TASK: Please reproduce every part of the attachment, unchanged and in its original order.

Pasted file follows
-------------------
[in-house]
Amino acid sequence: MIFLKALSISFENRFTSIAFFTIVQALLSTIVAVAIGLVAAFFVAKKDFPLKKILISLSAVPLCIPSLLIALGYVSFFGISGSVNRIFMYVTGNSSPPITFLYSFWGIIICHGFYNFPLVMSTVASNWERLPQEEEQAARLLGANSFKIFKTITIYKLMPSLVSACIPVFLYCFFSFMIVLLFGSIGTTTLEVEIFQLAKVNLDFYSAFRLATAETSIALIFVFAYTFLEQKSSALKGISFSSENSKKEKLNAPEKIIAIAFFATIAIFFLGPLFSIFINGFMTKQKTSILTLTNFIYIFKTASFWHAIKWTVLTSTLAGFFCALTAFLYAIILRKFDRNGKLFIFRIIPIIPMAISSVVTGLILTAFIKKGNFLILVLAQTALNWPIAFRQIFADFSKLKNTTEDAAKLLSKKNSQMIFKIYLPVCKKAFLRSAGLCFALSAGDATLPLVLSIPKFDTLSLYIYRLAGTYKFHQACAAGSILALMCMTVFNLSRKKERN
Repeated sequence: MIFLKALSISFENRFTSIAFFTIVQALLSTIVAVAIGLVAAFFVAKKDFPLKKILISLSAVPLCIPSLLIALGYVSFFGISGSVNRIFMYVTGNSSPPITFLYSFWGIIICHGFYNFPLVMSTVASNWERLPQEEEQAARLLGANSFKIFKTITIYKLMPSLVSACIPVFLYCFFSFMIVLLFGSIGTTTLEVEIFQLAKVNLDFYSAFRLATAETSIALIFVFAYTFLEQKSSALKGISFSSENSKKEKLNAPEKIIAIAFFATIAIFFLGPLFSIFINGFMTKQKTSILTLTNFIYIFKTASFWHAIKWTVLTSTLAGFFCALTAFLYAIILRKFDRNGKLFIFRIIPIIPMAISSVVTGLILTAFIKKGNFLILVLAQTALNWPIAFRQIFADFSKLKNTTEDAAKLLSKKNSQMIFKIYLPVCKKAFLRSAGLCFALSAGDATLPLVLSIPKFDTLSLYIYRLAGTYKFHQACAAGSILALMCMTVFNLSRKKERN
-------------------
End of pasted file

[in-house]
Amino acid sequence: MIFLKALSISFENRFTSIAFFTIVQALLSTIVAVAIGLVAAFFVAKKDFPLKKILISLSAVPLCIPSLLIALGYVSFFGISGSVNRIFMYVTGNSSPPITFLYSFWGIIICHGFYNFPLVMSTVASNWERLPQEEEQAARLLGANSFKIFKTITIYKLMPSLVSACIPVFLYCFFSFMIVLLFGSIGTTTLEVEIFQLAKVNLDFYSAFRLATAETSIALIFVFAYTFLEQKSSALKGISFSSENSKKEKLNAPEKIIAIAFFATIAIFFLGPLFSIFINGFMTKQKTSILTLTNFIYIFKTASFWHAIKWTVLTSTLAGFFCALTAFLYAIILRKFDRNGKLFIFRIIPIIPMAISSVVTGLILTAFIKKGNFLILVLAQTALNWPIAFRQIFADFSKLKNTTEDAAKLLSKKNSQMIFKIYLPVCKKAFLRSAGLCFALSAGDATLPLVLSIPKFDTLSLYIYRLAGTYKFHQACAAGSILALMCMTVFNLSRKKERN
Repeated sequence: MIFLKALSISFENRFTSIAFFTIVQALLSTIVAVAIGLVAAFFVAKKDFPLKKILISLSAVPLCIPSLLIALGYVSFFGISGSVNRIFMYVTGNSSPPITFLYSFWGIIICHGFYNFPLVMSTVASNWERLPQEEEQAARLLGANSFKIFKTITIYKLMPSLVSACIPVFLYCFFSFMIVLLFGSIGTTTLEVEIFQLAKVNLDFYSAFRLATAETSIALIFVFAYTFLEQKSSALKGISFSSENSKKEKLNAPEKIIAIAFFATIAIFFLGPLFSIFINGFMTKQKTSILTLTNFIYIFKTASFWHAIKWTVLTSTLAGFFCALTAFLYAIILRKFDRNGKLFIFRIIPIIPMAISSVVTGLILTAFIKKGNFLILVLAQTALNWPIAFRQIFADFSKLKNTTEDAAKLLSKKNSQMIFKIYLPVCKKAFLRSAGLCFALSAGDATLPLVLSIPKFDTLSLYIYRLAGTYKFHQACAAGSILALMCMTVFNLSRKKERN